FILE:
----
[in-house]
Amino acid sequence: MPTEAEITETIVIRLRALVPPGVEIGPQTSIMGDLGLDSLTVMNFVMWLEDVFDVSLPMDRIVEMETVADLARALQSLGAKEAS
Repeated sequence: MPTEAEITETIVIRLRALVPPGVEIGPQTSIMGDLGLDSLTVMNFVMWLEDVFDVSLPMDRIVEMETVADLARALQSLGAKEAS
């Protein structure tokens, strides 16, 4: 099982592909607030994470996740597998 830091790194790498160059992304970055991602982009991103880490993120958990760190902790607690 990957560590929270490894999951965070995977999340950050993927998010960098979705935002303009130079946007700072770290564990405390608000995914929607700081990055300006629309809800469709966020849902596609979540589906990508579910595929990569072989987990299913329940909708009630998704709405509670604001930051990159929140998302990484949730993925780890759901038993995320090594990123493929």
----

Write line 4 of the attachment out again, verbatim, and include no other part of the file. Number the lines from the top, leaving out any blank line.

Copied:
């Protein structure tokens, strides 16, 4: 099982592909607030994470996740597998 830091790194790498160059992304970055991602982009991103880490993120958990760190902790607690 990957560590929270490894999951965070995977999340950050993927998010960098979705935002303009130079946007700072770290564990405390608000995914929607700081990055300006629309809800469709966020849902596609979540589906990508579910595929990569072989987990299913329940909708009630998704709405509670604001930051990159929140998302990484949730993925780890759901038993995320090594990123493929």